During the war ... Washington thought his way to federalism, long before a Federalist Party existed. He believed in a strong central government, supreme over the states; a strong financial system on the British model, with taxes to fund its debt; a flourishing commerce to create prosperity (and to train seamen for a powerful navy, which would in turn protect shipping); and a strong military. And most officers came out of the experience of the Revolution with the same views.
British officer, hung as a spy for his involvement in Benedict Arnold’s treason.
British playwright, politician; general who lost the Battles of Saratoga; 1722—92.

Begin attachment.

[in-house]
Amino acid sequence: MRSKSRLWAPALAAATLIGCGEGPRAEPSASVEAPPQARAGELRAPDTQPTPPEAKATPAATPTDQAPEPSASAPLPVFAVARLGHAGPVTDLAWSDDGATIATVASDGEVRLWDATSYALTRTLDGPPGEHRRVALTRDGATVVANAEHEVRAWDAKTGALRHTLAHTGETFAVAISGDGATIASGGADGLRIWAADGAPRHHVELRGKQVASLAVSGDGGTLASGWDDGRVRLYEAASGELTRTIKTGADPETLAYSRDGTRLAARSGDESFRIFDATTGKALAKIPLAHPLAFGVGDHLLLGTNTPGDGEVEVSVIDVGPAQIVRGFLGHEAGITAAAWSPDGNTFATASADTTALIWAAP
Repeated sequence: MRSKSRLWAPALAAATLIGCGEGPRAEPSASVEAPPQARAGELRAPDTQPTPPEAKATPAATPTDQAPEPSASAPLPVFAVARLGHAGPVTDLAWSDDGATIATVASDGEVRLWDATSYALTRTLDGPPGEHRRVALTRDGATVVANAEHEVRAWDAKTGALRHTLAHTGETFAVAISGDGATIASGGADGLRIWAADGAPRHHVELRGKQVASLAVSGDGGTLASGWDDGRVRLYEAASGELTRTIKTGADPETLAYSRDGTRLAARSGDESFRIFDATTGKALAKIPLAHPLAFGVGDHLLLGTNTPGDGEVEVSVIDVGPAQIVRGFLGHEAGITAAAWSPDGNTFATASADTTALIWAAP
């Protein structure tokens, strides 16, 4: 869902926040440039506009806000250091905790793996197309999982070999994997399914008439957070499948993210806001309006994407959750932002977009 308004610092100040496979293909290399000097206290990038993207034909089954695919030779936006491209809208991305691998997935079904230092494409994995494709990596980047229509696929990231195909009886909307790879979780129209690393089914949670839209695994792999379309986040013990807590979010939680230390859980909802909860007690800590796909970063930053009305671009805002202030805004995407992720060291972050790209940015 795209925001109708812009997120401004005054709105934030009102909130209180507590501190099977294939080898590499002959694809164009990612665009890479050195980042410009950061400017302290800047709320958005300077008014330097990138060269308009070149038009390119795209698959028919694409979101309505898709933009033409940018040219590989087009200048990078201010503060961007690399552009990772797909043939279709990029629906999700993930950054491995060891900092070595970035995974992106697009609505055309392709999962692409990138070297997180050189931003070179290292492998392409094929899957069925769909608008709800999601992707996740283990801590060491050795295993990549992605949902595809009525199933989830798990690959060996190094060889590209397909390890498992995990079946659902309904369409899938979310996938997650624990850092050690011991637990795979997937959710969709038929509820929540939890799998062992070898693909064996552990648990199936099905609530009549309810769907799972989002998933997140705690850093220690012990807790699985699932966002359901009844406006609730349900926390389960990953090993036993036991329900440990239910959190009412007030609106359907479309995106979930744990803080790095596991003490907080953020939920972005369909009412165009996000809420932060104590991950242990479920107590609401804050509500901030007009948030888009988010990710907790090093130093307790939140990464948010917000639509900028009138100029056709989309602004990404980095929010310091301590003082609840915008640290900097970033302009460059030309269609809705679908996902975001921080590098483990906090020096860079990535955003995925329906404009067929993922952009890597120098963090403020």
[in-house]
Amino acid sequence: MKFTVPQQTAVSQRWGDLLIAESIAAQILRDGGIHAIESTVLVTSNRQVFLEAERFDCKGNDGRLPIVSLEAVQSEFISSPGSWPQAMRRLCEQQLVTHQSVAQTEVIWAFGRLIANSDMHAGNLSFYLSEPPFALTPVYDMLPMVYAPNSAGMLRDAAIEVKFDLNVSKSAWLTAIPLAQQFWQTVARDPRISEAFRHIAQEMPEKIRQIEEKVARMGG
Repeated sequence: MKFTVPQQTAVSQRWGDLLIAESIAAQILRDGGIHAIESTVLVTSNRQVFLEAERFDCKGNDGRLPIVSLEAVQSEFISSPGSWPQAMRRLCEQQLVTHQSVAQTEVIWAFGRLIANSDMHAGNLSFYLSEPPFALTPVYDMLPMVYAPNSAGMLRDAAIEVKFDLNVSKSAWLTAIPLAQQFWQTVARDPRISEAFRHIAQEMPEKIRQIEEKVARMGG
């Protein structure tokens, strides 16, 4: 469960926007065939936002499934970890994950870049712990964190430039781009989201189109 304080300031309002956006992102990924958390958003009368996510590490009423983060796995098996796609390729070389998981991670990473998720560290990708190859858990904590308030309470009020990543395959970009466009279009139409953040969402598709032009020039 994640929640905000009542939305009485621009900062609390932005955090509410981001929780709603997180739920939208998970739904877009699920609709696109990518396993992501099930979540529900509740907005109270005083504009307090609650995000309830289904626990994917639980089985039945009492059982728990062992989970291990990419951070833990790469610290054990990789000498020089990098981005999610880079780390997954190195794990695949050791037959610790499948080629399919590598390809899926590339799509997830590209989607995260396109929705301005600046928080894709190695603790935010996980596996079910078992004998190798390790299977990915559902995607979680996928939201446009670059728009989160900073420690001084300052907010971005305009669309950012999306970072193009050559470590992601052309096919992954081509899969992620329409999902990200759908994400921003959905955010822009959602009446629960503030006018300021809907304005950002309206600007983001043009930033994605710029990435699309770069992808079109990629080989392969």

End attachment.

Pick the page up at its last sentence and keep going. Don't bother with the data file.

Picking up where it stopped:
Anglo-Irish statesman, orator, author, and political philosopher; 1729—97.
Governor of Quebec; British commander-in-chief, 1782 - 83; 1724—1808.
British general; commander-in-chief, 1778—82; 1730—95.
British general, surrendered with troops at Yorktown; 1738—1805.
King of Great Britain in 1760, at age 22, until 1820; b. 1738.
British lord, American Secretary, 1775—82; 1716—85.
American Secretary, 1768—72; 1718—93.
British admiral, brother of William Howe; 1726—99.
The Founders at Home: The Building of America, 1735 - 1817 (2014)